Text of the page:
Greater focus on aesthetics: Instagram heavily relies on visuals. In order to have a more professional looking account, Instagram requires greater effort in designing and scheduling, especially since it is not possible to re-order and change the images
These challenges and limits may potentially become irrelevant if there are Instagram updates accounting for these or by using social media management platforms (although some are better not trusted).
Some suggestions for Instagram:
Follow other EA accounts, EA’s and tag them in relevant posts eg. those with general EA related content (best to ask for permission via direct messaging first) The simplest way to find other EA groups is by using Instagram’s search function:
You can search for public accounts that use “effective altruism” in their title. Afterwards, you can also check who they follow to see whether they follow other EA groups that you don’t know of (some EA groups use only “EA” abbreviation in the title of their account or use a different language eg. Efektif Altruizm / Effektiver Altruismus)
EA groups can also be found by looking at the users of “effectivealtruism” hashtag
Effective altruists can be found by looking at the users of “effectivealtruists” “effectivealtruist” or “effectivealturismglobal” hashtags
If you would like your EA group’s account to be easy to discover on Instagram, you can also use these hashtags.
You can also create a hashtag for your own group eg. #eaankara so that people involved in the local group can use it to connect with each other
Repost EA-related content or share posts and updates from other EA Instagram group accounts as stories (best to ask for permission first)
Follow people who have a large following in similar fields and engage them in conversation or repost their content (ask for permission first if necessary via commenting or direct messaging).
Use the post to lead people to other sources of information about EA. Prioritize posts that introduce EA, the members and events of the specific EA group or posts which guide audiences to resources that have more high-fidelity information about EA. For example, you could link to your group’s website or effectivealtruism.org in your Instagram bio, recommend books or podcasts, and add relevant links to the comments of your post.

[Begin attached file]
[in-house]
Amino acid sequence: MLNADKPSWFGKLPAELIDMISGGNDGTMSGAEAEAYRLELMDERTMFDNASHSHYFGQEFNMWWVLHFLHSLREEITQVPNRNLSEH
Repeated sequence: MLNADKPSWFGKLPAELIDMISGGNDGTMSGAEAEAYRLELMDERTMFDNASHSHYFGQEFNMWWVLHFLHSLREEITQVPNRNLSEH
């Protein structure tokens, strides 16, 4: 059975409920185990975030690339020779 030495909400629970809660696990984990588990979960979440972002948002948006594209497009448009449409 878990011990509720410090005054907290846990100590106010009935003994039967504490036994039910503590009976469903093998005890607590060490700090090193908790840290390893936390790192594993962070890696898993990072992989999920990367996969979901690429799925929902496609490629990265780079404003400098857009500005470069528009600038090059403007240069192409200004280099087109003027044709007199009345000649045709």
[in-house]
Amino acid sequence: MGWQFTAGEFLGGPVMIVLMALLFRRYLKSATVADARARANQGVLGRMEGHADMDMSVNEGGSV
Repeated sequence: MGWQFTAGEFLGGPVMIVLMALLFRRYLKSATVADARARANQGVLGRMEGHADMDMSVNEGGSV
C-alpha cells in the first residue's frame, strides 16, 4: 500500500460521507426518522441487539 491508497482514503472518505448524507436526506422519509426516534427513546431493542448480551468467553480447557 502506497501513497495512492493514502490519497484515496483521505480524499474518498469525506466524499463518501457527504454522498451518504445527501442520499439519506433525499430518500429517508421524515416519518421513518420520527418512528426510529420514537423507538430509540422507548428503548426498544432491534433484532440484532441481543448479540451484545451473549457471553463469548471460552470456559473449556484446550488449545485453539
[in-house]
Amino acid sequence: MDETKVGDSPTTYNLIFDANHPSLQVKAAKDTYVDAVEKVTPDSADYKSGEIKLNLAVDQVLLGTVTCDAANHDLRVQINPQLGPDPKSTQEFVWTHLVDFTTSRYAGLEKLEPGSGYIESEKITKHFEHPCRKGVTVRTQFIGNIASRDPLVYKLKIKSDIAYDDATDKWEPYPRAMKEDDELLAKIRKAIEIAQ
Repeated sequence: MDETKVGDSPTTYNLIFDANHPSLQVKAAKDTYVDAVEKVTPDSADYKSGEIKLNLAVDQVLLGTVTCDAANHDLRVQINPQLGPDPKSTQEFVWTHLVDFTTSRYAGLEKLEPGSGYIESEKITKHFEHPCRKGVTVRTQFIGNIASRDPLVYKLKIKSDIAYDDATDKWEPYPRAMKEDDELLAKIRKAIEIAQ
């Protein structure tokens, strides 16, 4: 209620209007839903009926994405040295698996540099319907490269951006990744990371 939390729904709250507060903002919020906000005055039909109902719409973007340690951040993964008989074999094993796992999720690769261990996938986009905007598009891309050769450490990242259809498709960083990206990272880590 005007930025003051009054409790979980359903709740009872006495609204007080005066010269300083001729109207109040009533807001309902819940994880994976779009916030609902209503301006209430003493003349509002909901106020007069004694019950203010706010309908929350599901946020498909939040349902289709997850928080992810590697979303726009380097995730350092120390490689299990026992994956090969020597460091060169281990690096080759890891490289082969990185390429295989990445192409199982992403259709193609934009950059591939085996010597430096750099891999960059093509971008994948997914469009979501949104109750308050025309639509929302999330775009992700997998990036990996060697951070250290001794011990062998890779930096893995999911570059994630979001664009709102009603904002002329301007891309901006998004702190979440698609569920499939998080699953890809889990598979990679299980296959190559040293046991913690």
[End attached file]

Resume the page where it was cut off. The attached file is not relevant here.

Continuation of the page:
Further tips about how to use Instagram stories, hashtags, captions and the links in bio with a focus on publicising EA groups can be found here (based on EA Ankara’s experience).
Check out Rob Wiblin’s guide to promoting ideas on social media for some pointers.
Use your own Twitter to publicise stuff about EA to your followers.
If you want to use a Twitter account for your group: regularly post short statuses / quotes / one-liners / links and so on (similar to updating a Facebook page). Shorten links using the bit.ly website or similar.
Follow people who have a large following in similar fields, and engage them in conversation or retweet them. This allows their followers to discover your Twitter account.
Websites are particularly good for large groups and national groups, to create a professional online presence that can be found through a Google search.
Many groups get by using only Facebook and Meetup, so your group may not need a website or a personalised email address.
If your group is part of a national group, you could ask whether it’s possible to have a page on your national group’s website.
By creating a website you are committing to keeping your website up to date.
You can link your newsletter signup form to your website, and set it up to send a welcoming email to everyone that signs up with links to useful introductory videos and articles, and relevant groups.
Check out websites from other groups to get some ideas of what to include.
If you are regularly posting to multiple social media platforms you can use a social media management platform such as Hootsuite which allows you to manage multiple Twitter and Facebook accounts and to schedule future posts. Sign up for a free account and use the box in the top right to schedule future Facebook and Twitter posts
If you are using Instagram you can link your account with Facebook, which allows for Instagram stories and posts to be selectively synced without the need for an additional social media management platform. Images and photos previously uploaded on Instagram can also be shared on Twitter or Facebook later. See instructions for these here
What to Share and When
Rob Wiblin’s guide to promoting ideas on social media covers what to post, how to share it, and a few do’s and don’ts.
You can find articles to post from these places:
The effectivealtruism.org website
A list of relevant podcasts or episodes featuring prominent EAs
Articles relating to trending topics tend to get more attention, but consider if they are relevant to EA. You may prefer fewer clicks but from people who are more interested (and having them become more inclined towards EA), than for lots of people to engage, but only superficially.
Luca from EA Hungary and Dewi from EA Cambridge are available to help groups that would like a short video to promote their group. They’ve created a general EA video and can add on specific to your group. Contact Luca at firstname.lastname@example.org if you're interested.
Responding to messages and requests
Prompt, friendly communication can help make people feel welcome to your group. Make sure you know who in your group is responsible for communications such as:
Facebook messages to your page
Requests to join Facebook groups
Approving Facebook posts
To save time, you can set up standard messages to common requests and make small changes to personalise the message.